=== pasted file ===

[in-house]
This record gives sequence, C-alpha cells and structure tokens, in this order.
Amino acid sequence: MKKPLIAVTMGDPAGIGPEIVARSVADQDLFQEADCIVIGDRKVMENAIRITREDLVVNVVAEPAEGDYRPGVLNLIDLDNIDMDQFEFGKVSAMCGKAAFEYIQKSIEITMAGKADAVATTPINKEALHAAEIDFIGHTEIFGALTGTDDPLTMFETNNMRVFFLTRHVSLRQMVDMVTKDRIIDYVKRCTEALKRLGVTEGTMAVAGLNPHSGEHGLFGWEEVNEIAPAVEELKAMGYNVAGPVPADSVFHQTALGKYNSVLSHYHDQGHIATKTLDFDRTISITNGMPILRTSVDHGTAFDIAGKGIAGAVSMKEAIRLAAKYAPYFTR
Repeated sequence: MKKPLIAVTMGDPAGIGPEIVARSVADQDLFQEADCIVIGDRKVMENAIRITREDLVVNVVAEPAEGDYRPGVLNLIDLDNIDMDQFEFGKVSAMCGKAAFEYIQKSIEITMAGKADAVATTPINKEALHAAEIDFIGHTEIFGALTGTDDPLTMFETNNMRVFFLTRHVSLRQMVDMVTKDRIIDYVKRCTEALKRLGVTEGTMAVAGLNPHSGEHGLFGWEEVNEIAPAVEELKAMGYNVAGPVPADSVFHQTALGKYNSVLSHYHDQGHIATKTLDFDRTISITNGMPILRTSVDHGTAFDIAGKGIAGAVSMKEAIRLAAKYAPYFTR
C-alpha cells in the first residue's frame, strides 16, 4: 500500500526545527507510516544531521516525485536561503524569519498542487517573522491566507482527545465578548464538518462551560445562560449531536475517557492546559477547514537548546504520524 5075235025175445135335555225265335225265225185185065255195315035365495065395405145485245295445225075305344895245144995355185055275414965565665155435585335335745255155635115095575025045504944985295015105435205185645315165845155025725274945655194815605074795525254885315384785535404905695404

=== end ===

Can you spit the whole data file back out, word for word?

[in-house]
This record gives sequence, C-alpha cells and structure tokens, in this order.
Amino acid sequence: MKKPLIAVTMGDPAGIGPEIVARSVADQDLFQEADCIVIGDRKVMENAIRITREDLVVNVVAEPAEGDYRPGVLNLIDLDNIDMDQFEFGKVSAMCGKAAFEYIQKSIEITMAGKADAVATTPINKEALHAAEIDFIGHTEIFGALTGTDDPLTMFETNNMRVFFLTRHVSLRQMVDMVTKDRIIDYVKRCTEALKRLGVTEGTMAVAGLNPHSGEHGLFGWEEVNEIAPAVEELKAMGYNVAGPVPADSVFHQTALGKYNSVLSHYHDQGHIATKTLDFDRTISITNGMPILRTSVDHGTAFDIAGKGIAGAVSMKEAIRLAAKYAPYFTR
Repeated sequence: MKKPLIAVTMGDPAGIGPEIVARSVADQDLFQEADCIVIGDRKVMENAIRITREDLVVNVVAEPAEGDYRPGVLNLIDLDNIDMDQFEFGKVSAMCGKAAFEYIQKSIEITMAGKADAVATTPINKEALHAAEIDFIGHTEIFGALTGTDDPLTMFETNNMRVFFLTRHVSLRQMVDMVTKDRIIDYVKRCTEALKRLGVTEGTMAVAGLNPHSGEHGLFGWEEVNEIAPAVEELKAMGYNVAGPVPADSVFHQTALGKYNSVLSHYHDQGHIATKTLDFDRTISITNGMPILRTSVDHGTAFDIAGKGIAGAVSMKEAIRLAAKYAPYFTR
C-alpha cells in the first residue's frame, strides 16, 4: 500500500526545527507510516544531521516525485536561503524569519498542487517573522491566507482527545465578548464538518462551560445562560449531536475517557492546559477547514537548546504520524 5075235025175445135335555225265335225265225185185065255195315035365495065395405145485245295445225075305344895245144995355185055275414965565665155435585335335745255155635115095575025045504944985295015105435205185645315165845155025725274945655194815605074795525254885315384785535404905695404